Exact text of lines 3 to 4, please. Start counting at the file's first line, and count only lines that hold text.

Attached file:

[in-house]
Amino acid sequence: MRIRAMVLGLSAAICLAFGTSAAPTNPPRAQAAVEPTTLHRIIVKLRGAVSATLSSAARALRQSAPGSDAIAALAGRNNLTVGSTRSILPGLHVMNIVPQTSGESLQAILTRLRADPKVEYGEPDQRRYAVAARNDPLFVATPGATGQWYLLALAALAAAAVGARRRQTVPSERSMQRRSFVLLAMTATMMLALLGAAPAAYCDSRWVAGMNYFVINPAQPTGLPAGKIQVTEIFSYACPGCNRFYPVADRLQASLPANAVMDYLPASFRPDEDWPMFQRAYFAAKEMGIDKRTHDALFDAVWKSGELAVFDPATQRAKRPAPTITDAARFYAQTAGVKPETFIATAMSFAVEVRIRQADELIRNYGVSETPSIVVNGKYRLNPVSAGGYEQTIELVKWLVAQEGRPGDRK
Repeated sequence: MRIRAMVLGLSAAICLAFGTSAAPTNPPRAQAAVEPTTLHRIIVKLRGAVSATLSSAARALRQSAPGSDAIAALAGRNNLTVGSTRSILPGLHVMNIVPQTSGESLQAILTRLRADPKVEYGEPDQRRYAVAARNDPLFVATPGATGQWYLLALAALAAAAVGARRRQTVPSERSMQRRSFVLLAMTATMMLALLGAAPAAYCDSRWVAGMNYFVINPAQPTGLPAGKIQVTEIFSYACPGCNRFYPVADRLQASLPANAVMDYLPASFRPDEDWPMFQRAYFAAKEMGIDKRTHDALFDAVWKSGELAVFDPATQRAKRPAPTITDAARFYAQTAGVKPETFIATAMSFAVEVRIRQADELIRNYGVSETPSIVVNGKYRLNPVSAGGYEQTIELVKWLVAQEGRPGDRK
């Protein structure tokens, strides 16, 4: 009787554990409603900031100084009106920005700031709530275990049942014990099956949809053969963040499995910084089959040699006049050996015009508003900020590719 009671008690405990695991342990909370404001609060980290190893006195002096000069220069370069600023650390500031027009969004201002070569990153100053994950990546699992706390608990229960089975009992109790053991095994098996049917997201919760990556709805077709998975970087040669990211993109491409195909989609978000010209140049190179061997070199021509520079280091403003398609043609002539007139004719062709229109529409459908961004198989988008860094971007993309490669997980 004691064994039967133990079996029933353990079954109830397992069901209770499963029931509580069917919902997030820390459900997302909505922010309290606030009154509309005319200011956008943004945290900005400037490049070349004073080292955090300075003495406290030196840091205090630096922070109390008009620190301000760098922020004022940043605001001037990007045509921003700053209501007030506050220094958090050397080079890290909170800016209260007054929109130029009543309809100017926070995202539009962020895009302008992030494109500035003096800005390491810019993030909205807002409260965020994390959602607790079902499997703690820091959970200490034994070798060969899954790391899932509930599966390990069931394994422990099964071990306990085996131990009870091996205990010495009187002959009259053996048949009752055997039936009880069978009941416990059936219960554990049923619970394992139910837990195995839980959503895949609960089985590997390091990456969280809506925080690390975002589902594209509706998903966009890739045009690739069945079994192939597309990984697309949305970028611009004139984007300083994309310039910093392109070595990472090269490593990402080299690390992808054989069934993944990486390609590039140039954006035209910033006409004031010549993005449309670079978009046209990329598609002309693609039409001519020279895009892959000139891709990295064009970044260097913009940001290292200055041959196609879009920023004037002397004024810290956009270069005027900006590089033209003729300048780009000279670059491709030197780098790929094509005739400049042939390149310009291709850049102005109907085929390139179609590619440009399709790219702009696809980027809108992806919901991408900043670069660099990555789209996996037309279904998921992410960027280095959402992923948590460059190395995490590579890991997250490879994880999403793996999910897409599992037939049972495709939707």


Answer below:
Repeated sequence: MRIRAMVLGLSAAICLAFGTSAAPTNPPRAQAAVEPTTLHRIIVKLRGAVSATLSSAARALRQSAPGSDAIAALAGRNNLTVGSTRSILPGLHVMNIVPQTSGESLQAILTRLRADPKVEYGEPDQRRYAVAARNDPLFVATPGATGQWYLLALAALAAAAVGARRRQTVPSERSMQRRSFVLLAMTATMMLALLGAAPAAYCDSRWVAGMNYFVINPAQPTGLPAGKIQVTEIFSYACPGCNRFYPVADRLQASLPANAVMDYLPASFRPDEDWPMFQRAYFAAKEMGIDKRTHDALFDAVWKSGELAVFDPATQRAKRPAPTITDAARFYAQTAGVKPETFIATAMSFAVEVRIRQADELIRNYGVSETPSIVVNGKYRLNPVSAGGYEQTIELVKWLVAQEGRPGDRK
């Protein structure tokens, strides 16, 4: 009787554990409603900031100084009106920005700031709530275990049942014990099956949809053969963040499995910084089959040699006049050996015009508003900020590719 009671008690405990695991342990909370404001609060980290190893006195002096000069220069370069600023650390500031027009969004201002070569990153100053994950990546699992706390608990229960089975009992109790053991095994098996049917997201919760990556709805077709998975970087040669990211993109491409195909989609978000010209140049190179061997070199021509520079280091403003398609043609002539007139004719062709229109529409459908961004198989988008860094971007993309490669997980 004691064994039967133990079996029933353990079954109830397992069901209770499963029931509580069917919902997030820390459900997302909505922010309290606030009154509309005319200011956008943004945290900005400037490049070349004073080292955090300075003495406290030196840091205090630096922070109390008009620190301000760098922020004022940043605001001037990007045509921003700053209501007030506050220094958090050397080079890290909170800016209260007054929109130029009543309809100017926070995202539009962020895009302008992030494109500035003096800005390491810019993030909205807002409260965020994390959602607790079902499997703690820091959970200490034994070798060969899954790391899932509930599966390990069931394994422990099964071990306990085996131990009870091996205990010495009187002959009259053996048949009752055997039936009880069978009941416990059936219960554990049923619970394992139910837990195995839980959503895949609960089985590997390091990456969280809506925080690390975002589902594209509706998903966009890739045009690739069945079994192939597309990984697309949305970028611009004139984007300083994309310039910093392109070595990472090269490593990402080299690390992808054989069934993944990486390609590039140039954006035209910033006409004031010549993005449309670079978009046209990329598609002309693609039409001519020279895009892959000139891709990295064009970044260097913009940001290292200055041959196609879009920023004037002397004024810290956009270069005027900006590089033209003729300048780009000279670059491709030197780098790929094509005739400049042939390149310009291709850049102005109907085929390139179609590619440009399709790219702009696809980027809108992806919901991408900043670069660099990555789209996996037309279904998921992410960027280095959402992923948590460059190395995490590579890991997250490879994880999403793996999910897409599992037939049972495709939707």